9.1 Projection Parameters
While the original specification offers some example coordinate systems with projection parameters (ie. 3.1.3 Lamber Conformal Conic Aeronotical Chart), and provides a list of general projection parameters (6.2.3) it does not generally indicate what projection parameters are used for which projection methods, nor does it attempt to relate them to any other well known definitions such as EPSG.
I feel it is important to collect a list of projection parameters for each support projection method, and where possible to relate them back to EPSG method and parameter codes for clarity.
To some extent I have attempted to do so at http://www.remotesensing.org/geotiff/proj_list/ in a way relate connects GeoTIFF, PROJ.4, EPSG and OGC Well Known Text. For the purposes of the GeoTIFF specification I would suggest we stick to offering the GeoTIFF codes, and relating them back to EPSG while enumerating some projection methods and parameters support in GeoTIFF and not in EPSG and clarifying some situations that match poorly between GeoTIFF and EPSG.
9.2 New Projection Methods and Projection Parameters
Since the original GeoTIFF specification a number of GeoTIFF projection methods and parameters have been added. These should also be reviewed, and if they seem reasonable and in somewhat well understood and common use they should be captured in the specification.
9.3 Relationship to Newer EPSG Releases
The original GeoTIFF specification was based on the EPSG database in release at the time. Since then the EPSG database has grown and to a limited extent been refactored. While it was not exactly clear how this related to GeoTIFF the accepted industry practice has been to accept newer EPSG PCS and GCS codes even though they are not explicitly listed in the GeoTIFF specification (ie. sections 6.3.2, 6.3.3 and 6.3.4). It is suggested that this be codified into the GeoTIFF specification. We should also likely update sections 6.3.x to reflect a current set of codes or alternatively remove them in favor of a reference to EPSG with a few examples for clarification.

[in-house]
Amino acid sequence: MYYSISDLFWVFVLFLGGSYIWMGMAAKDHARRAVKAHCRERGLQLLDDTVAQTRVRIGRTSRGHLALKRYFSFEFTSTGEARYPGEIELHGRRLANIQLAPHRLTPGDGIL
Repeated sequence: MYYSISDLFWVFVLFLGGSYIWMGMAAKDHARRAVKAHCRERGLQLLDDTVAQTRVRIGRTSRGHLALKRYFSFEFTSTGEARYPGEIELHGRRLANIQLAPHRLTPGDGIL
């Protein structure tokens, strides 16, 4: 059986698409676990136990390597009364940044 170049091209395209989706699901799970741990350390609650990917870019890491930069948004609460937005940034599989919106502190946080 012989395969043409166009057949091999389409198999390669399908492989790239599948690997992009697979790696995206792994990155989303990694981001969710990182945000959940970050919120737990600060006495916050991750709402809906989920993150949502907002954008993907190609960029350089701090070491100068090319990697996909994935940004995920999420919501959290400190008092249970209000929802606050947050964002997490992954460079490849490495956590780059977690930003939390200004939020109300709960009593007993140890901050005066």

9.4 PixelAsPoint vs. PixelAsArea
The original GeoTIFF specification was somewhat vague on the implications of using PixelIsPoint? and PixelIsArea? in 22.214.171.124. Some users fell into the trap of thinking that these were only a sampling technique clue and did not affect the real coordinate system. This is not the evolved industry consensus, and the specification needs to make this very clear. Some detail on this issue is capture in:
9.5 Vertical Coordinate Systems
The information on vertical coordinate systems in the GeoTIFF specification was pretty slim (see 126.96.36.199 and 6.3.4) and and it has taken a long time to establish industry practice on this topic. An effort has been made to suggest best practice at VerticalCS and after review I suggest this make it's way into the specification in some form.
One area the original specification left undefined (perhaps deliberately to reflect handling within EPSG) was how transformation between datums should be accomplished. For the most part this is currently accomplished by applications corresponding GCS/Datum codes with the corresponding EPSG definitions and then selecting among the EPSG provided transformations between datums. However, in the area of projected coordinate systems GeoTIFF took the positions that users could either use an existing EPSG PCS/GCS code *or* define details of the coordinate system themselves in the GeoTIFF file. This ability is not available for datums.
As one step towards improved self-defining capability in GeoTIFF that captures much existing industry practice it has been suggested a TOWGS84GeoKey be added essentially corresponding to the OGC WKT TOWGS84 keyword. A proposal in this regard is written up at TOWGS84GeoKey and is in use in at least GDAL based applications.
9.7 Axis Order
The GeoTIFF spec is vague on axis order issues. Some suggestions on this are made in the FAQ and some conclusion should likely be codified in the specification - hopefully not in a way that flies in the face of actual industry practice.